Thursday, 28 June 2012

The story of a dog, a joint effort, and a happy weaver in the sun

We received this email from a George Weil customer in Spain. "Hola! I am an existing customer. Recently I bought a Glimakra Tapestry Loom from you, I was very pleased with it. I went on holiday and asked a neighbour to water my plants (which she did) but her dog Goldie came too and has bitten the ends off my loom - the plastic spacers. Is it possible to purchase two of these same bars as replacements, if so can you state charges to include shipping to Valencia, Spain?"

Straight away Jo (our Sales Manager) wrote to Agneta Olsson at GAV GLIMĂ…KRA AB. "Please can you help with this?"

Agneta wrote back (immediately) and said. "Yes of course. We will arrange something and I will let you know."

True to her word, Agneta wrote back the very next morning. "We will send the plastic parts directly to the customer today. No need for an invoice."

Delighted with her answer, Jo wrote back to Agneta, "Thank you so much for your quick response. Another happy customer", and then emailed our customer to let her know the good news, "I believe that Glimakra are posting you the replacement parts directly. Maybe Goldie would like to know how to weave, when she is fully trained!"

Our surprised customer was so overwhelmed, this is what she wrote. "I am speechless (for once). Thank you sincerely for your speedy action to my problem. In this day and age where after-sales service appears to be non-existent it is refreshing when a miracle happens. Kindest Regards For All Your Efforts."

Friday, 22 June 2012

Screen Printing using a Paper Stencil

First prepare the screen by washing it with detergent and rinsing it to making sure it is thoroughly clean. Tape along the sides of the frame so that half the width of the tape overlaps onto the screen mesh and the other half runs the length of the screen. Do the same on the underneath. This will help to maintain a tight screen and prevent inks from leaking under the frame during printing.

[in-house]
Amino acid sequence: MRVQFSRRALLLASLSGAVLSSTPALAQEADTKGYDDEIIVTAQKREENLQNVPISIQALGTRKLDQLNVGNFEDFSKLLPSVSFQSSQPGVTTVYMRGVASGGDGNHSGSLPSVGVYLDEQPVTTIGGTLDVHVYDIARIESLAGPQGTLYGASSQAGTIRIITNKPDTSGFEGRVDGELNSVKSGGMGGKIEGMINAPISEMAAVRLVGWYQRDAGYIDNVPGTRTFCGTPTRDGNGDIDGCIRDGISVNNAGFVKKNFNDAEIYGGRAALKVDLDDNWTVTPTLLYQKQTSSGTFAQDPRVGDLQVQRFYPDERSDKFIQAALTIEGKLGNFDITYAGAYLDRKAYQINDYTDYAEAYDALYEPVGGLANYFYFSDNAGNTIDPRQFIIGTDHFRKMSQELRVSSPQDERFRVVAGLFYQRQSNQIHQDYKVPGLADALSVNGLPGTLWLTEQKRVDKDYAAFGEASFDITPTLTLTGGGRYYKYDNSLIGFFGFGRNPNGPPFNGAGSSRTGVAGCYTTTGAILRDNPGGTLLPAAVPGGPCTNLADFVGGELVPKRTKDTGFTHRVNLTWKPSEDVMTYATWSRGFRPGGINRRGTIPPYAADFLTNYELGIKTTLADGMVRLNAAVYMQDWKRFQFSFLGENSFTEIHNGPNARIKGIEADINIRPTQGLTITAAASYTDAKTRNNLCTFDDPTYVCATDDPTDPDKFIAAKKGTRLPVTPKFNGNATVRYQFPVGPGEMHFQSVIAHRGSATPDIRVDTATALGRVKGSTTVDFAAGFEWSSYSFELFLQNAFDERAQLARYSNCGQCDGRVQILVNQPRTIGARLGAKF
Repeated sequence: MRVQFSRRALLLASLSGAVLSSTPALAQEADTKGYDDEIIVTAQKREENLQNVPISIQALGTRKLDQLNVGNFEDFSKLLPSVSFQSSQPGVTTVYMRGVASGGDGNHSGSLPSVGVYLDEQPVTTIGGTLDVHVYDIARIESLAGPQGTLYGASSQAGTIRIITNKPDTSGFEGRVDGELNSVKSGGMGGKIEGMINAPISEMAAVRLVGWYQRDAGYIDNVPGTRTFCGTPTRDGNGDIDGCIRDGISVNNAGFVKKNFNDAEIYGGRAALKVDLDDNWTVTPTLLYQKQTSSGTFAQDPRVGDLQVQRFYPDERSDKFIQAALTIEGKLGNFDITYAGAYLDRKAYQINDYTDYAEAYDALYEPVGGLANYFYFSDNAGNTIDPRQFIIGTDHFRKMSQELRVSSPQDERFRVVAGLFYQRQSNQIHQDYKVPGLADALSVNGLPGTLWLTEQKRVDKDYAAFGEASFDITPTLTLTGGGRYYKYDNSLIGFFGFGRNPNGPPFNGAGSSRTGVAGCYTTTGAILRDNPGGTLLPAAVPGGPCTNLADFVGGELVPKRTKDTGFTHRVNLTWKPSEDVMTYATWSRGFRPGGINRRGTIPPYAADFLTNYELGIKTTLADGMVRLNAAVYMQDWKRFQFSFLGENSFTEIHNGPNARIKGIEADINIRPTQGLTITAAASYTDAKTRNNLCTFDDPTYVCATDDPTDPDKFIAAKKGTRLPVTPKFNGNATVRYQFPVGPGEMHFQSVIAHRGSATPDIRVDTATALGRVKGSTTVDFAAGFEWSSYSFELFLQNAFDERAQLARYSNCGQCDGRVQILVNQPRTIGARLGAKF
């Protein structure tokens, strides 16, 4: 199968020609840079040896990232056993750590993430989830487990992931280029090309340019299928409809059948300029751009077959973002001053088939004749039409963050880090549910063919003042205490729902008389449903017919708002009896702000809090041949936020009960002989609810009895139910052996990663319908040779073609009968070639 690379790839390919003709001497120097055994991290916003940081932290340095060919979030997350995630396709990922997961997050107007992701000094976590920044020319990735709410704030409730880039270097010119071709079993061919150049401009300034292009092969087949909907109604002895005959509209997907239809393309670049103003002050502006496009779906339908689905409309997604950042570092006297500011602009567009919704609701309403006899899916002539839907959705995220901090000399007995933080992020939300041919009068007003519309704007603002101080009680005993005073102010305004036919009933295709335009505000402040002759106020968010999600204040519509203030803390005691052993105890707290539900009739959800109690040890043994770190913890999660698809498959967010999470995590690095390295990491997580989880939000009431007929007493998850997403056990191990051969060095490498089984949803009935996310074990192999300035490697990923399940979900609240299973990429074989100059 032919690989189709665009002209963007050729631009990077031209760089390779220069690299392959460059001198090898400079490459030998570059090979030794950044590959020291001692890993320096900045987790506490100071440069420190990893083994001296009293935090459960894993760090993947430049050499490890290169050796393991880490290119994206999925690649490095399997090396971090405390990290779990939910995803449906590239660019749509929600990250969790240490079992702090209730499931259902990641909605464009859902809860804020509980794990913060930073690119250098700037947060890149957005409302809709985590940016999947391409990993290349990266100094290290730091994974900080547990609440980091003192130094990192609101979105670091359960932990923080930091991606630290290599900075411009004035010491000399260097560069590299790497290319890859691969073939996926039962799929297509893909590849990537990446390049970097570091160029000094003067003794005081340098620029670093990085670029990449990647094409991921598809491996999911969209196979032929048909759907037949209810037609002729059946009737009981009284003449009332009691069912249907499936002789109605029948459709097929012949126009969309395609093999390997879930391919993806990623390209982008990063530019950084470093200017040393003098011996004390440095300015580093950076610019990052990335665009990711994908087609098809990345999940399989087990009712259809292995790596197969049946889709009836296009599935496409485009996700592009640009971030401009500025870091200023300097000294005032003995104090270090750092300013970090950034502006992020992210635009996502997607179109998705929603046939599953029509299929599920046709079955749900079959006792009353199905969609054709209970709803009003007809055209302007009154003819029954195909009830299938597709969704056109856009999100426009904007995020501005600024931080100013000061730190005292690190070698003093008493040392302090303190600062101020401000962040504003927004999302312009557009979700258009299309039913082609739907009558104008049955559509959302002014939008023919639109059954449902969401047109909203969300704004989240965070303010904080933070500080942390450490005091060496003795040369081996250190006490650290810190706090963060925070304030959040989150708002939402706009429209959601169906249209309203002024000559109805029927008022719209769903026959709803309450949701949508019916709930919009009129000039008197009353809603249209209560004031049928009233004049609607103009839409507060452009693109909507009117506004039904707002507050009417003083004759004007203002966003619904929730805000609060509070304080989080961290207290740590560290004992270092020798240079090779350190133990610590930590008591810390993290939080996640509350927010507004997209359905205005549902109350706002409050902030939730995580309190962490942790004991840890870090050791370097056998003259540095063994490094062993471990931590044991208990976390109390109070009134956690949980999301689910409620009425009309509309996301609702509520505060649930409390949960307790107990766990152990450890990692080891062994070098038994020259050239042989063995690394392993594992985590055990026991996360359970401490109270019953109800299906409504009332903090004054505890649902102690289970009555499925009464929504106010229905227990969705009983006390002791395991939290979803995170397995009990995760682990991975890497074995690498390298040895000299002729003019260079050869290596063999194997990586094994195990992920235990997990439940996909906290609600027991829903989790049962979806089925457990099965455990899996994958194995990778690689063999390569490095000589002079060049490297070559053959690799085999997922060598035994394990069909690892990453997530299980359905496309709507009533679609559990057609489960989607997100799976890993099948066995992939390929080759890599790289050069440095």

The fastest, simplest method of creating a stencil for your screen is with paper. This method is good for creating uncomplicated designs with basic shapes or patterns. More complex designs can be created using different techniques such as the Screen Filler Method.

Grease-proof paper, with the shiny side facing upwards, is great for making a strong paper stencil. The paper can be cut with scissors, a craft knife or torn to create textured edges. Using the 'paper chain' technique you can repeat a design across the paper. For your stencil you can use the cut out or the remaining paper.

A simple geometric shape is ideal for use as a stencil
Lay out your fabric or paper and place the stencil where you want the image to be printed. Remember that if you're printing a t-shirt you need to place a piece of plastic sheeting between the front and back of the t-shirt to stop inks from seeping through. Place the screen over the top of the stencil.

Spoon the ink across the end of the screen nearest to you. With the screen lifted slightly from the base, apply an even blanket of ink onto the print area.  Be sure to use an easy, smooth stroke with the squeegee at a slight angle away from you. This is the flood stroke.

Place the screen onto your surface and make sure it is pressed flat against the stencil, keeping it as still as possible. Lift the squeegee over the ridge of the ink and make the print stroke by pulling towards yourself. Keep the squeegee at a 45° angle with enough pressure to scrape the ink across the screen.

You will find with the first pass of the squeegee, that the ink will cause the cutouts to stick to the underside of the screen, creating a stencil effect.

Generally 10 - 15 prints can be satisfactorily produced using this method.

Friday, 15 June 2012

Water Soluble Yarn for Weaving & Shibori

A 90 denier monofilament yarn which shrinks by 40% when placed in water at 40°C, and dissolves completely at 70°C. This yarn offers weavers exciting possibilities for experimentation. 

The yarn can be used to support a low strength warp or weft yarn, stabilise open weaves and create accurately placed holes. The low temperature for dissolving means that even fine woven silk will not lose lustre. Complex textures can be developed by allowing the yarn to shrink, and two or three dimensional structures can be assembled before removing all traces of the original yarn superstructure.
Shibori for Textile Artists
by Janice Gunner
For dyers, Shibori, and tie dye techniques, there is no longer many hours of careful unstitching. Just wash in hot water after a cold water dye process (indigo or Procion dyes), the yarn will dissolve and the fabric is freed (see soluble yarn on website).